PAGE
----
Ok. I’ll admit that I don’t know the first thing about blogging! But I do know a few things about military families: their strength, their fierce pride & patriotism, their constant worry, leave-taking sorrows, what it feels like to miss someone so much that your heart aches, home-coming joys…the entire emotional roller-coaster!
When our son joined the Army right out of high school I didn’t know any other families in our area that had children in the military. I felt very isolated with all of the emotions that I felt about it. Then my husband and I attended a talk hosted by the Military Family Support Group entitled What to Expect When Your Loved One Comes Home from Deployment by Chaplain Tim Thompson. It was that evening when realized that we were not the only family in our area with a loved one serving. Just that knowledge soothed me in some way. We began attending the monthly meetings and connected with many lovely people – some whose service members were thriving in the military and others whose loved ones were struggling either with their military situations or as veterans struggling to reintegrate to civilian life. It was not the differences that mattered…it was the things we had in common that have been important. Finding a group of people who “get it” – who understand – was huge for me. I felt like the boy, Charlie, in Willie Wonka’s chocolate factory – full of wonder! Wonder at the strength, the weakness, & the honesty I found at these meetings. Full of relief that I had found a place to put words to what I was experiencing with having our son undergo intelligence training as an interrogator, obtain high security clearance, go on intense training missions, live in Korea for 12 months, have successes and failures, serve in Afghanistan for 12 long months with limited contact from him (yes, living in FOB’s, COP’s and even caves), and finally return to us physically, mentally & emotionally disabled.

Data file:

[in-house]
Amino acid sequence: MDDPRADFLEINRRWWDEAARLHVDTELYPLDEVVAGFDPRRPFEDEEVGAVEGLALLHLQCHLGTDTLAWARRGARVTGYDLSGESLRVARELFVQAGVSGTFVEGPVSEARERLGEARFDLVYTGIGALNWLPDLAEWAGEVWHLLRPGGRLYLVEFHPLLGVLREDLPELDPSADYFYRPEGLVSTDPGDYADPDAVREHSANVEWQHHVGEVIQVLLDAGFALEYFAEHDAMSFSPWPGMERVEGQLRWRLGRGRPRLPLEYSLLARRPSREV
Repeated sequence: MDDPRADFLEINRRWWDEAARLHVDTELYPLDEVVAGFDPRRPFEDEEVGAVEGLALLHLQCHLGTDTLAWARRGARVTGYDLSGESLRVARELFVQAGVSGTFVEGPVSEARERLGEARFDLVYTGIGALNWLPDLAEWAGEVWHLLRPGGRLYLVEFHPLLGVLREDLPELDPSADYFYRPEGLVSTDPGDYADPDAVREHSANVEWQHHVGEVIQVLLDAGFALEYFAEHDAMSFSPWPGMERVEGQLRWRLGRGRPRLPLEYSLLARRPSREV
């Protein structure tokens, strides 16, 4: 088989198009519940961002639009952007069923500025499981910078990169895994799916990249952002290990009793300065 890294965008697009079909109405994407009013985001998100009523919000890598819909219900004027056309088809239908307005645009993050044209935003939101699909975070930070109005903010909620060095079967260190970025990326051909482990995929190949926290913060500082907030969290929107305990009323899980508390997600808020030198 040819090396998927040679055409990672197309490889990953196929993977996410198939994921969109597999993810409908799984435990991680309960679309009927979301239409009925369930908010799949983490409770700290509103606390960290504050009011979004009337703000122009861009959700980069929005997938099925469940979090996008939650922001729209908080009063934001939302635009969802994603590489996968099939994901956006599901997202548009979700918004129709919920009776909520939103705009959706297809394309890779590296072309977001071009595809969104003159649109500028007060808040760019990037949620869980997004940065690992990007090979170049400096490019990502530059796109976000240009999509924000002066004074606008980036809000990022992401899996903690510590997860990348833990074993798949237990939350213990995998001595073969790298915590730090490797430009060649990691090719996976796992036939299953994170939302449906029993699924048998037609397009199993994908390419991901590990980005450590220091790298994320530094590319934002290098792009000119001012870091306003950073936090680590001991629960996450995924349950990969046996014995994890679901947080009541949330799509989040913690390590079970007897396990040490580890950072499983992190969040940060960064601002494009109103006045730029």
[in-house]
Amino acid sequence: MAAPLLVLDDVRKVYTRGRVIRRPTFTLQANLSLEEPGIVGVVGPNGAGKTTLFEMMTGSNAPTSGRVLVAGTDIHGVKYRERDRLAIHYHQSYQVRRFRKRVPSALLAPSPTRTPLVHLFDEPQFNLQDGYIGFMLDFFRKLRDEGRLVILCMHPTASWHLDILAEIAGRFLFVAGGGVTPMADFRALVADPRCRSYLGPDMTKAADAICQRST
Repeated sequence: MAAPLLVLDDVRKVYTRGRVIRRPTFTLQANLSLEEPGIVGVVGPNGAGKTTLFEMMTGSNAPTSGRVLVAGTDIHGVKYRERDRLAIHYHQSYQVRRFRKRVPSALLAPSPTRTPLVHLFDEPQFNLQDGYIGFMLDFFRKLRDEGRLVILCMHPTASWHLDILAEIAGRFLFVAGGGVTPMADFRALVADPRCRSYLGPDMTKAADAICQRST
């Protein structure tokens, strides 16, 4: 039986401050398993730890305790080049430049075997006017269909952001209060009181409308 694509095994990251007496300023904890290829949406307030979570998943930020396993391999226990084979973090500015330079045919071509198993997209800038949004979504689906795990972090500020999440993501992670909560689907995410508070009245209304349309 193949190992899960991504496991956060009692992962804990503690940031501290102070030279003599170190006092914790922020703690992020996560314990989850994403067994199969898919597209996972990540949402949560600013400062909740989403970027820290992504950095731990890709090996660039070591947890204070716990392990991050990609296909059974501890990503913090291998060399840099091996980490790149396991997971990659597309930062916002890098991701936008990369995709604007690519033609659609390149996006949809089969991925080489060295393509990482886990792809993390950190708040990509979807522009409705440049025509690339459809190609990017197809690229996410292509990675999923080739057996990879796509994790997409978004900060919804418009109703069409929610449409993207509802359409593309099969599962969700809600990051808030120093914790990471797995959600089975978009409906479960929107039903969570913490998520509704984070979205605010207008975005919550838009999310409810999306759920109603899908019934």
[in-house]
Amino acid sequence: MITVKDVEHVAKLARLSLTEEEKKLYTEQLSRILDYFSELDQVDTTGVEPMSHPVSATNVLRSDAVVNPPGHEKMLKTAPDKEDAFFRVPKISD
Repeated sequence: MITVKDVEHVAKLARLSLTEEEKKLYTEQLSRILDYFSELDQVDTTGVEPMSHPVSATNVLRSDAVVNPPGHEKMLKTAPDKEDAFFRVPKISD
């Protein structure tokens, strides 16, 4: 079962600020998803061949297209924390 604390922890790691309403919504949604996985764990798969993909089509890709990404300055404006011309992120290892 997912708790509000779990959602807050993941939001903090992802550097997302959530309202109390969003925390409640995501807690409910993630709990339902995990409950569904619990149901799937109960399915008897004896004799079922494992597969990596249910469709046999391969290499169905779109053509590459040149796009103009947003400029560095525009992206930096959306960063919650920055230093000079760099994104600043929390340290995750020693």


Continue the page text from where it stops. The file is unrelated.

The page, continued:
I wish we lived in a society that was more sensitive to the special needs of military families. I wish that when people say that they ‘support the troops’ they would realize that those troops have family members living right here among us who also need support. Families with spouses raising kids alone; families using Skype & social media to stay in touch; families with loved ones in harm’s way across the globe; families separated for a cause greater than themselves. Support can be something as simple as a kind word at a difficult time. The one thing military families have in common is loneliness…missing their loved one while they are away. And it feels different than the families missing their child away at college, or missing their household head away on business. It is a crazy mixture of pride, longing, and abject fear – the fear that comes from knowing that a loved one has signed that blank check for their country…the one that could possibly include them giving their life…the fear of strangers in uniform knocking on your door. All this at a time when War is barely even part of the social conversation, when a large part of our society doesn’t even realize that there is a war still being waged, when patriotism is fairly unpopular and even mocked, when wars are being fought without the goal of victory and politicians are tying the hands of soldiers in the field.
Part of my goal in being a part of the MFSG is to create awareness in our community about how difficult it can be for the families left behind while their loved ones are serving. Figuring out ways to find, help and support these families. Giving voice to our fears, our joys, our frustrations. Educating people about the Combat-related PTSD epidemic our service members are struggling with & bringing home to their families and their communities – healing happens with understanding and compassion.
But my main goal in working with MFSG is to make every military member, every veteran, and their families feel valued and appreciated. There are over 14,000 veterans in El Dorado County and we don’t know exactly how many active duty military personnel are from our area. We have a lot of work to do! I was asked recently how the MFSG measures our success and my reply was that we measure our success one service member, one veteran, and one family at a time!
by Julie Leconte